The second photo also reveals a largely forgotten piece of Boston history; the trolley coming up from the tunnel has “National League Park” as its destination.  Long before the Red Sox, the Boston Braves were the city’s original Major League Baseball team, and from 1915 to 1952, they played about a mile up Commonwealth Avenue from here.  After the team moved to Milwaukee for the 1953 season, the old stadium was purchased by Boston University and converted into Nickerson Field, with some of the original structure still standing today.

In the 2015 scene, the subway incline hasn’t changed much; even the poles supporting the overhead wires appear to be the same ones from the first two photos.  To the left, the Boston University campus has continued to expand, and today several of BU’s buildings are visible here.  In the distance, many of the buildings in Kenmore Square are still standing, and although none of the 1940s signs still exist, Kenmore Square is now home to arguably the city’s most famous sign, which appears to be located at the same spot as the old Socony sign.  This Citgo sign is visible over the Green Monster at Fenway Park, and has been identified with the Boston Red Sox ever since it was first constructed in 1965.

Kenmore Subway Incline, Boston

The subway incline at Kenmore Square on October 2, 1914. Image courtesy of the City of Boston Archives.

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The scene in 2015:

When Boston’s first subway tunnel opened in 1897, it extended as far west as the Boston Public Garden, where trolleys came to the surface and traveled west along Boylston Street.  However, because of the traffic congestion, the tunnel was extended a little over a mile to Kenmore Square, with cars surfacing just east of the square in the median of Commonwealth Avenue.  From here, the trolley lines split and either continued on Commonwealth Avenue (today’s B branch), or turned onto Beacon Street (today’s C branch).  The first photo was taken a day before the line officially opened in 1914, and the trolley car has a “Special Car” sign on top of it.  Less visible on the side of the car is a poster that reads “The Boylston Street Subway will open Saturday,” which was October 3.  The first photo was taken just to the left of the one in the previous post, probably only a few years later.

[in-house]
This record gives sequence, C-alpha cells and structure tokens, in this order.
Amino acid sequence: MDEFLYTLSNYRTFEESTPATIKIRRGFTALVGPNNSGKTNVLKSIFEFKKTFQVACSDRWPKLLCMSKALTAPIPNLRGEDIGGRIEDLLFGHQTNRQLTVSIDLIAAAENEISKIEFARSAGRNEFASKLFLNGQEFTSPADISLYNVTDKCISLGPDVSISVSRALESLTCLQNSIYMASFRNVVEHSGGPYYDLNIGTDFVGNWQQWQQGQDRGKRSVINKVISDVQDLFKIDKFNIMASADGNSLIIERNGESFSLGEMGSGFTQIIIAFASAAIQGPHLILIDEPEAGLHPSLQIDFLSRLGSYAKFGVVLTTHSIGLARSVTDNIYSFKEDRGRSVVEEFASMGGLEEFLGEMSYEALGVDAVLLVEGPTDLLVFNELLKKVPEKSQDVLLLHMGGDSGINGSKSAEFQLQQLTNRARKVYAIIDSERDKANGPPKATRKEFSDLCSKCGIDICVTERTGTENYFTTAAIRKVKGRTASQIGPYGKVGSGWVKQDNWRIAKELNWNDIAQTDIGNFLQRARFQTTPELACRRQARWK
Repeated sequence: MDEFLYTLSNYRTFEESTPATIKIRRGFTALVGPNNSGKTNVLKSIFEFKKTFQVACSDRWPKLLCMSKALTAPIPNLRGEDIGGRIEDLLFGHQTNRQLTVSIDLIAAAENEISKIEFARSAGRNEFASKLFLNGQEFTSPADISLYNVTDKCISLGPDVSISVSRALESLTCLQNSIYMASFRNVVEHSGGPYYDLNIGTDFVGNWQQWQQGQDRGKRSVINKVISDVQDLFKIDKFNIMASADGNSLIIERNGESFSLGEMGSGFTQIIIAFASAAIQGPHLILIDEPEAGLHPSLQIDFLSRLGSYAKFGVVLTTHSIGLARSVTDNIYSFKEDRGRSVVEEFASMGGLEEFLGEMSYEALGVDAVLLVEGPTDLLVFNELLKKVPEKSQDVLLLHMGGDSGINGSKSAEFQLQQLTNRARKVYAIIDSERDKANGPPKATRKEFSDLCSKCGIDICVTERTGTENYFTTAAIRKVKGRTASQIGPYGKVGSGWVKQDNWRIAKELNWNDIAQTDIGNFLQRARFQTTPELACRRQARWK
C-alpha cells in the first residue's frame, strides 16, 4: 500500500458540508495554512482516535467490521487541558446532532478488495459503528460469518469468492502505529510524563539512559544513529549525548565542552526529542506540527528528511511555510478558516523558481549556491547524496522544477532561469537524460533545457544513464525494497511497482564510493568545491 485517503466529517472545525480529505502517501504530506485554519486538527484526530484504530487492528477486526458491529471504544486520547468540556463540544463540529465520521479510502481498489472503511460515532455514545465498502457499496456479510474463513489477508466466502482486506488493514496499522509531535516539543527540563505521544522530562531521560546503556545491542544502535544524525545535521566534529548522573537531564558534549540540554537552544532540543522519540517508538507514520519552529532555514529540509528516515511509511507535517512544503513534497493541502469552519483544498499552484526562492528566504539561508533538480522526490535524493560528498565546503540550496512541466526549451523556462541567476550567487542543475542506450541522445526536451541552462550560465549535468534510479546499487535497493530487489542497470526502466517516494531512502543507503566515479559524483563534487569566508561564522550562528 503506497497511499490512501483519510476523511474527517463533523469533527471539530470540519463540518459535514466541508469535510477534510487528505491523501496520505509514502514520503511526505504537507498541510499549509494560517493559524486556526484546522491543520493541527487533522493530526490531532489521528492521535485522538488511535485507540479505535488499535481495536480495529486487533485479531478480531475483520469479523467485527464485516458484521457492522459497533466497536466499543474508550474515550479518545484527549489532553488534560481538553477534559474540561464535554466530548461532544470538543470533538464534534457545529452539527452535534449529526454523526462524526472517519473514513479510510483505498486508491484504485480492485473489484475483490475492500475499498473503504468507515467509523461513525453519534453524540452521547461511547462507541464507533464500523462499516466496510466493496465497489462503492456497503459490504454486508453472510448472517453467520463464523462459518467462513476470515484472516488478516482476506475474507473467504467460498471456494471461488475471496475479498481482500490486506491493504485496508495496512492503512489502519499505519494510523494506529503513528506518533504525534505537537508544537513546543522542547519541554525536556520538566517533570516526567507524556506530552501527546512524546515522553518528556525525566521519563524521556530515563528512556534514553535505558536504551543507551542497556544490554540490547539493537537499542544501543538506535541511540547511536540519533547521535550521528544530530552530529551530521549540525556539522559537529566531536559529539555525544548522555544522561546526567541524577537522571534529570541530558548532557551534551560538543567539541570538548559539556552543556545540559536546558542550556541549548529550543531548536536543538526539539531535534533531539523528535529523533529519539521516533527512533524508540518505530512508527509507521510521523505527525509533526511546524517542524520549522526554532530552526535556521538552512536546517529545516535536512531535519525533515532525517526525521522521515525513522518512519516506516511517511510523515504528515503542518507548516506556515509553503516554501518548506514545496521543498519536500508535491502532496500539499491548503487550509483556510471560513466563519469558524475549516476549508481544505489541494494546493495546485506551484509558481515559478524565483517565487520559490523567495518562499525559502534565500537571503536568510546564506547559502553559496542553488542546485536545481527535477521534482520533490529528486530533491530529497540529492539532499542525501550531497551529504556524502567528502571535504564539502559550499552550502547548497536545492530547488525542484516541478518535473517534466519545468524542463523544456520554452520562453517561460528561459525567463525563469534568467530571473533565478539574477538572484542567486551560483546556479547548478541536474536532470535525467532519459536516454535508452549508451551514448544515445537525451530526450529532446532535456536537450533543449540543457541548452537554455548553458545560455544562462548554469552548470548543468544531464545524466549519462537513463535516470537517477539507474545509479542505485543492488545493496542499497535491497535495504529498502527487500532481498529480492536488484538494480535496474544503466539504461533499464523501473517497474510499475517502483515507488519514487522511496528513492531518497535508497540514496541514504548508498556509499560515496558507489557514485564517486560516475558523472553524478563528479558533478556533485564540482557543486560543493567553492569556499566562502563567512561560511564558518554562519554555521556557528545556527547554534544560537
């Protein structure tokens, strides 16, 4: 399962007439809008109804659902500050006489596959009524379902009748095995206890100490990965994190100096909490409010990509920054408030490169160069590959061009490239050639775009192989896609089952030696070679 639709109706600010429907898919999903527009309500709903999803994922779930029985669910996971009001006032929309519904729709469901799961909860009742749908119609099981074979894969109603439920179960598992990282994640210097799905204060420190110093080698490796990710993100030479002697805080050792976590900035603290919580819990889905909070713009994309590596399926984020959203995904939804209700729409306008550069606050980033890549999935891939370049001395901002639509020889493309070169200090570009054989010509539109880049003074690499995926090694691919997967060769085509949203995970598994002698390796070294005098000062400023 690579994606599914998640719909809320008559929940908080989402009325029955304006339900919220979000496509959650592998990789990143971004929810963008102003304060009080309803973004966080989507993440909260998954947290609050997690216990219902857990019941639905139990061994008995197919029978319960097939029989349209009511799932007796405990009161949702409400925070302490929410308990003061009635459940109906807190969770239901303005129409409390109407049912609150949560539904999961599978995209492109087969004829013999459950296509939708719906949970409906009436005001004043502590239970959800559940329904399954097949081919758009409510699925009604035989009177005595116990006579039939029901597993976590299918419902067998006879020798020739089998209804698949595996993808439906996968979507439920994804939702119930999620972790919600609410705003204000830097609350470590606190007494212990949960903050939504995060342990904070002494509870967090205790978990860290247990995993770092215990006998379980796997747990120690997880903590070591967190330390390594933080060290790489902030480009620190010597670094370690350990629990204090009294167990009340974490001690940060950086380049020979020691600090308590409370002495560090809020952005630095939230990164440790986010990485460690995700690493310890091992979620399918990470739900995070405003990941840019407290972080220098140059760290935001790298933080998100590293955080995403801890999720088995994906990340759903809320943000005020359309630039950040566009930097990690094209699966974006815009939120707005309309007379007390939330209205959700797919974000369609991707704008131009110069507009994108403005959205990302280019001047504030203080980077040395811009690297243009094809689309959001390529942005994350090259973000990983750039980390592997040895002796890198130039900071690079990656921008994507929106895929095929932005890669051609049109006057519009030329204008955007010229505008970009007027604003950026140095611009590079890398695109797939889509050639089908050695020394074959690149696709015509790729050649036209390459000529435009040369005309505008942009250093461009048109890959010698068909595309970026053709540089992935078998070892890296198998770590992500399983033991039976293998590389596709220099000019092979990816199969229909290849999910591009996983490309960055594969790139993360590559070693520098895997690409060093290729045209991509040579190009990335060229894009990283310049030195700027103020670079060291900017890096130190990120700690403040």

This subway incline ended up being used for just 18 years.  In 1932, the tunnel was extended under Kenmore Square, where it split into today’s B and C branches of the Green Line before surfacing just west of the square.  The original incline was closed off, and the Commonwealth Avenue Mall reverted back to its pre-1914 appearance.  Today, the only remaining trace of it is the arch in the distance, which once formed the top of the tunnel.

Park Street Subway Station, Boston (4)

Another view of the Park Street station on the Tremont Street Subway, taken on July 31, 1897. Image courtesy of the City of Boston Archives.

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The station in 2015:

The first photo shows the interior of Park Street station as it appeared about a month before it opened as one of the first two subway stations in the United States.  It was taken from around the same location as the one in the previous post, just facing the opposite direction.  These two photos, taken nearly 120 years apart, show some of the changes that have taken place over the years inside this historic station.  The original 1897 trolley platforms soon became inadequate for the number of passengers that used the station, so from 1914 to 1915 they were extended to the south, which is why the station appears much larger in the 2015 photo.  Other changes have included removing the two stairwells that can be seen at the southern end of the platforms in the first photo; today, the station can only be accessed through the entrances closest to Park Street.

Not everything has changed, though.  One of the defining features of the Green Line is that it still runs trolleys rather than conventional rapid transit subway cars like those on the other three subway lines.  As a result, the station platforms are level with the tracks, and there is no third rail, with power instead being supplied by overhead wires.  Many of the destinations haven’t changed either.  Although Boston’s trolley network is significantly smaller than it was in 1897, many of the places on the sign in the first photo can still be accessed from here, including the Back Bay, Copley Square, Brookline, Allston, Brighton, and Newton.

Park Street Subway Station, Boston (3)